Definately not any 'higher end' games, low-spec games may perform OK.
But if you're a gamer, I would definately stay away from them.
If you're in need for workstation benefits, but gaming capability aswell;
the performance decrease in workstation apps is not all too substantial with gaming cards, but the performance decrease in games with workstation cards is huge.
Rikishi basically hit the name on the head. If you want to do workstation work like Cad, Photoshops, Vegas, that kind of thing you can get by with a high-end gaming card, that will obviously work well for gaming as well.
If you NEED a workstation card for work, that demands a high end workstation card and I'm talking about those 2000+ dollar cards, you're better off just having another computer for gaming.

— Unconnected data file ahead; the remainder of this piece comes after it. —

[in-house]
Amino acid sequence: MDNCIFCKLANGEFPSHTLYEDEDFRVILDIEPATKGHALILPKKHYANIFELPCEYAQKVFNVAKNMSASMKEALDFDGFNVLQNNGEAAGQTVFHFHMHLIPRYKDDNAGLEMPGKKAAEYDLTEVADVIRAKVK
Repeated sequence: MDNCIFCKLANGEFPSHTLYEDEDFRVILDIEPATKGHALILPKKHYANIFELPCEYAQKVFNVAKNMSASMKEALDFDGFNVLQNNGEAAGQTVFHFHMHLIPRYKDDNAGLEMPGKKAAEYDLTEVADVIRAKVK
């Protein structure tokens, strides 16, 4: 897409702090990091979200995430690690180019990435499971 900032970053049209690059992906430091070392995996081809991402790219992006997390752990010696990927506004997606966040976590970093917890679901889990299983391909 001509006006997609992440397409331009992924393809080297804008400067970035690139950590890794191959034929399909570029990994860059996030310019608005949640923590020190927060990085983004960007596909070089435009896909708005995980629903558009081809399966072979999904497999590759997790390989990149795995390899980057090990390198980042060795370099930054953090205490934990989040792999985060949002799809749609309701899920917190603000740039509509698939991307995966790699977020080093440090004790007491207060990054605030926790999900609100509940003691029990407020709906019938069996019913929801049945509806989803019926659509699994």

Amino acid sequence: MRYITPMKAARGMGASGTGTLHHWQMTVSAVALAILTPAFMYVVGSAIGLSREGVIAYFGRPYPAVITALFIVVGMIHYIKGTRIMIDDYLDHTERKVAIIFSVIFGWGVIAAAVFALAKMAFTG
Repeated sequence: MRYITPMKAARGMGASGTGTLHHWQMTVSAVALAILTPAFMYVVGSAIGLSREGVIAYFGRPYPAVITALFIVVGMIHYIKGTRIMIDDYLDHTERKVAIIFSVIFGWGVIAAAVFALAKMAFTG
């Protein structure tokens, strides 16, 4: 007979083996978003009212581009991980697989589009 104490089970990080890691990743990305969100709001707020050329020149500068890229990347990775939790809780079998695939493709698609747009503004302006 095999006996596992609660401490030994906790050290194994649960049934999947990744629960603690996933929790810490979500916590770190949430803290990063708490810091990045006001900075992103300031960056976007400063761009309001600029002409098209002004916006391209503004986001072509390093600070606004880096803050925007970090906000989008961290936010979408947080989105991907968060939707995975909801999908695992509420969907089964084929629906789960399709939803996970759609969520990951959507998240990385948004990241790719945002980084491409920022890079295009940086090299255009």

Although sure, a workstation card will play games.
Workstation cards have a premium price because they will come with much superior support/specific driver enhancements. That is pretty much the best workstation card you can get, but I would not like to put my name out there recommending it for games. They are specific to workstation apps and are not meant for games.
What apps are you going to be running?
If you have the money to spend on that card then you must have money burning your pockets so you may aswell build two PC's, one for gaming, one for workstation.
At the end of the day, high-end consumer cards (GTX 480 for example) will run most apps fine, but workstation cards don't run games well.
Also, depending on your applications you use, I highly recommend staying away from ATI's cards. They have problems with software that uses OpenGL. I recently had a 5970 and sent it back for a 480 as I was having issues with it and ATI openly told me they have issues with OpenGL.